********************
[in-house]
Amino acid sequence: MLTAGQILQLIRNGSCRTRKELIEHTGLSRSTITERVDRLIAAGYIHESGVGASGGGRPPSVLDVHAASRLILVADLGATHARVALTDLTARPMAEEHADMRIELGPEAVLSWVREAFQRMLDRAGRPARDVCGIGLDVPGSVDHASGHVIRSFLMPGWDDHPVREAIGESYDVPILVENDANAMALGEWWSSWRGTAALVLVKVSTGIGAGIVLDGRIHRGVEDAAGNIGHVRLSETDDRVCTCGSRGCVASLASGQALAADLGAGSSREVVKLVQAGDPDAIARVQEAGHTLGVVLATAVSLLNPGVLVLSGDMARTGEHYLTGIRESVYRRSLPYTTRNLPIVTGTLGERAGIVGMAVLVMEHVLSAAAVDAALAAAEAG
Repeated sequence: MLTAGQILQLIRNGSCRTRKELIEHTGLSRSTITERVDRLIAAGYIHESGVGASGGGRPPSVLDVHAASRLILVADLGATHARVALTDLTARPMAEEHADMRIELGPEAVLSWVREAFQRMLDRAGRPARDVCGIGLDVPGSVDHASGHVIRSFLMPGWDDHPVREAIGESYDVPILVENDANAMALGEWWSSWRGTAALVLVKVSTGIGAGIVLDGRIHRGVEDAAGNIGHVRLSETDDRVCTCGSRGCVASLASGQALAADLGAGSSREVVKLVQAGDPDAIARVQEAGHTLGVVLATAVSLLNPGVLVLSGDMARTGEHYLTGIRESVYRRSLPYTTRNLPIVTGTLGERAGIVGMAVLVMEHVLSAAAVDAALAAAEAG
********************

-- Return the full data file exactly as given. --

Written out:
[in-house]
Amino acid sequence: MLTAGQILQLIRNGSCRTRKELIEHTGLSRSTITERVDRLIAAGYIHESGVGASGGGRPPSVLDVHAASRLILVADLGATHARVALTDLTARPMAEEHADMRIELGPEAVLSWVREAFQRMLDRAGRPARDVCGIGLDVPGSVDHASGHVIRSFLMPGWDDHPVREAIGESYDVPILVENDANAMALGEWWSSWRGTAALVLVKVSTGIGAGIVLDGRIHRGVEDAAGNIGHVRLSETDDRVCTCGSRGCVASLASGQALAADLGAGSSREVVKLVQAGDPDAIARVQEAGHTLGVVLATAVSLLNPGVLVLSGDMARTGEHYLTGIRESVYRRSLPYTTRNLPIVTGTLGERAGIVGMAVLVMEHVLSAAAVDAALAAAEAG
Repeated sequence: MLTAGQILQLIRNGSCRTRKELIEHTGLSRSTITERVDRLIAAGYIHESGVGASGGGRPPSVLDVHAASRLILVADLGATHARVALTDLTARPMAEEHADMRIELGPEAVLSWVREAFQRMLDRAGRPARDVCGIGLDVPGSVDHASGHVIRSFLMPGWDDHPVREAIGESYDVPILVENDANAMALGEWWSSWRGTAALVLVKVSTGIGAGIVLDGRIHRGVEDAAGNIGHVRLSETDDRVCTCGSRGCVASLASGQALAADLGAGSSREVVKLVQAGDPDAIARVQEAGHTLGVVLATAVSLLNPGVLVLSGDMARTGEHYLTGIRESVYRRSLPYTTRNLPIVTGTLGERAGIVGMAVLVMEHVLSAAAVDAALAAAEAG